Carry adjustment in FX forward contracts is an important concept for currency traders to understand. It refers to the difference in interest rates between the two currencies being traded, and how that difference affects the price of the forward contract.
When two parties enter into an FX forward contract, they agree on an exchange rate for a future date. For example, if a trader wants to buy euros in six months` time, they might enter into a forward contract with a counterparty to secure a certain exchange rate.
But because the contract is for delivery in the future, there is a risk that the exchange rate will be different on the delivery date than the agreed-upon rate. To compensate for this risk, the forward price will include an adjustment known as the carry.
The carry adjustment reflects the difference in interest rates between the two currencies being traded. If the interest rate in the currency being bought is higher than the interest rate in the currency being sold, the carry will be positive. If the interest rate differential is negative, the carry will be negative.
For example, suppose a trader wants to buy Japanese yen in three months` time and the interest rate in Japan is 0.5%, while the interest rate in the US is 1.25%. The carry adjustment would be negative because the trader is buying a currency with a lower interest rate than the currency they are selling.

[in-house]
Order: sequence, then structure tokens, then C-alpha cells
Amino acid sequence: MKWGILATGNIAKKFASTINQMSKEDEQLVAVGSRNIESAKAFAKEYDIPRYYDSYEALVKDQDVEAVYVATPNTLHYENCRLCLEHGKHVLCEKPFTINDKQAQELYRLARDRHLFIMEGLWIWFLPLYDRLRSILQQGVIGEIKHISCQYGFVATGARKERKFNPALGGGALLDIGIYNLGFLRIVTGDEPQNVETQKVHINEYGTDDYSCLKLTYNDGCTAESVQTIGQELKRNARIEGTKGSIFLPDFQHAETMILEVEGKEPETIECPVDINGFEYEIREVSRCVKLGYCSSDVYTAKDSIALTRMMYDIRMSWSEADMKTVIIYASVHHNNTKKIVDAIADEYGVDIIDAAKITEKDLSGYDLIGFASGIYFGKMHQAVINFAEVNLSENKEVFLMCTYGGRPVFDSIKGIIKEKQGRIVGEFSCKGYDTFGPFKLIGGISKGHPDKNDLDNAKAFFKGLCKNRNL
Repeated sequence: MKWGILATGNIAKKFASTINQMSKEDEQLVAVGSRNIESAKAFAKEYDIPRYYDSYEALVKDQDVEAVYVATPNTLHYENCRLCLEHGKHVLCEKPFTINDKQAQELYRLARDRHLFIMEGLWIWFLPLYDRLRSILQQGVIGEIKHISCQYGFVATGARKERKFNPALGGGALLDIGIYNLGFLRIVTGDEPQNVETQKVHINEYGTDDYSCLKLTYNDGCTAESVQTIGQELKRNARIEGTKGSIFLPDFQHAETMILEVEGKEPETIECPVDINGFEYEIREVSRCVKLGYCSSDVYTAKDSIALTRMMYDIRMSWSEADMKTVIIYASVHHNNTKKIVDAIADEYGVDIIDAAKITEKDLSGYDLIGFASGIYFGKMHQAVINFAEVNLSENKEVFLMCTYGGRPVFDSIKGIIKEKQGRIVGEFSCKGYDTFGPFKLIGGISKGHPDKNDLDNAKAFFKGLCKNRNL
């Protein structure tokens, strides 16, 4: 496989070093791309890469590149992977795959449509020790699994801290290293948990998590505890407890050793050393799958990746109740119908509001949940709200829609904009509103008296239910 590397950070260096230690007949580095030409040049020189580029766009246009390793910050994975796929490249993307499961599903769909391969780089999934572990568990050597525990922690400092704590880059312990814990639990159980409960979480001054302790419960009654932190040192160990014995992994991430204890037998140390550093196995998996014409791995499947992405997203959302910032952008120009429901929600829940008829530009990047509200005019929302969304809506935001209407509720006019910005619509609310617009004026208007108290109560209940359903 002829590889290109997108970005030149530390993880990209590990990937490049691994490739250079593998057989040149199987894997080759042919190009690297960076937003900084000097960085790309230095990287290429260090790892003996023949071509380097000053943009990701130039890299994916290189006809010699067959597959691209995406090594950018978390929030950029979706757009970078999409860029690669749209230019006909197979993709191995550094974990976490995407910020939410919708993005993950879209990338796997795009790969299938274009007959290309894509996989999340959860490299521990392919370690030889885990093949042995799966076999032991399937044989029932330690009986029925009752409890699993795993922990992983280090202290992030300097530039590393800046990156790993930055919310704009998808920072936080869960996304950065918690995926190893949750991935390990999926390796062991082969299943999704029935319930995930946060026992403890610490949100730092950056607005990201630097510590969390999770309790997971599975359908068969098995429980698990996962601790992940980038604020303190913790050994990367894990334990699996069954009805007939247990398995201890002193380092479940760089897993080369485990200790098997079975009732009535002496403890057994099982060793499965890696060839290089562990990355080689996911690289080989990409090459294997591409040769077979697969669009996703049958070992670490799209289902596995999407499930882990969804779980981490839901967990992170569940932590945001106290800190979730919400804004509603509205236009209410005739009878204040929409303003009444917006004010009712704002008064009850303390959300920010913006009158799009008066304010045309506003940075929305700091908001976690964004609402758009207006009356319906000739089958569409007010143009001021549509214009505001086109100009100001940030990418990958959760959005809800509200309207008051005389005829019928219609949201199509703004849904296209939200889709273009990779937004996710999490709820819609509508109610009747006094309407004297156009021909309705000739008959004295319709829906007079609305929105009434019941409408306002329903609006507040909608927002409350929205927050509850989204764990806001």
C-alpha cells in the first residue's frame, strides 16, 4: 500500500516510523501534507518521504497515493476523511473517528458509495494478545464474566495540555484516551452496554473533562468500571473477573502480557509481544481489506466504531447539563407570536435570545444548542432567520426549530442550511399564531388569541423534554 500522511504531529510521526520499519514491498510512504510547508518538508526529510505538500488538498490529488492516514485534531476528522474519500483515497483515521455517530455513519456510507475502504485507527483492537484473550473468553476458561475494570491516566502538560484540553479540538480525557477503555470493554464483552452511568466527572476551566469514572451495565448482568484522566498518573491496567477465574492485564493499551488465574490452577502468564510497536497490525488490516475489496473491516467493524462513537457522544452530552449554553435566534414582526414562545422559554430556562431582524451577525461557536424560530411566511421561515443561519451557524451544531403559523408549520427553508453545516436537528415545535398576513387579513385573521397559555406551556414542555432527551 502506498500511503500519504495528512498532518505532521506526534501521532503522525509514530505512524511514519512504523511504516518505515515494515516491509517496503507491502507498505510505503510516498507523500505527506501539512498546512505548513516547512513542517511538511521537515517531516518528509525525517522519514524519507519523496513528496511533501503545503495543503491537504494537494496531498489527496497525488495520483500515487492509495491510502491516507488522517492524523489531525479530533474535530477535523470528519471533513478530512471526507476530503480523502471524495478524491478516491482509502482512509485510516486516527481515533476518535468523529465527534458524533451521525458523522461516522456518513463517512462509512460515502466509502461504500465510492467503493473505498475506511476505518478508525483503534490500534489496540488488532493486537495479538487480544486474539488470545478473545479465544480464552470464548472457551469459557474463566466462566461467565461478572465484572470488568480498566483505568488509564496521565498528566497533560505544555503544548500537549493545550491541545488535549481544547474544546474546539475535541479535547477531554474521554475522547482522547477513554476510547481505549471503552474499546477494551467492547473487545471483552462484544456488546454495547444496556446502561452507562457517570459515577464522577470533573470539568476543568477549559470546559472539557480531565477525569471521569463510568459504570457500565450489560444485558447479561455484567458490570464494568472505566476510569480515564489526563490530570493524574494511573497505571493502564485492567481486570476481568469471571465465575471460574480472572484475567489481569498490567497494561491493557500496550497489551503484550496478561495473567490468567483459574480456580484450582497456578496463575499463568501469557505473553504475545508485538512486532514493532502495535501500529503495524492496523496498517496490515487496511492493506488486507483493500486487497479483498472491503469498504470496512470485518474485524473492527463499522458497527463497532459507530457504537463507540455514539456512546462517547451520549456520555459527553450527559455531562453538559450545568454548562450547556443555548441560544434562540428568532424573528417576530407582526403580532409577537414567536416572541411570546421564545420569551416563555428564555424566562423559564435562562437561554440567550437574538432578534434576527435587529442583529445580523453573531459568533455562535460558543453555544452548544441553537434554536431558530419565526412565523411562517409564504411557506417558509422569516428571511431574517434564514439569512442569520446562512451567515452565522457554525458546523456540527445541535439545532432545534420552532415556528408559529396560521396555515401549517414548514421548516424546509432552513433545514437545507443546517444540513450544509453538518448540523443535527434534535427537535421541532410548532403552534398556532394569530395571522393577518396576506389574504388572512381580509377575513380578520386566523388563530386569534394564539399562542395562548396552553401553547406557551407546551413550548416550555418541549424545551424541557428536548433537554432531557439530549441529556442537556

The carry adjustment can have a significant impact on the price of a forward contract. A positive carry can add to the price of the contract, while a negative carry can reduce the price. Traders need to take the carry into account when deciding whether to enter into a forward contract and when to exit the contract.
In addition to the interest rate differential, other factors can also affect the carry adjustment, such as central bank policies and market expectations. Traders need to stay up-to-date on these factors to make informed decisions about their forward contracts.
In summary, carry adjustment is an important concept in FX forward contracts that reflects the difference in interest rates between the two currencies being traded. Traders need to take the carry into account when entering into and exiting forward contracts, and stay up-to-date on other factors that can affect the carry adjustment.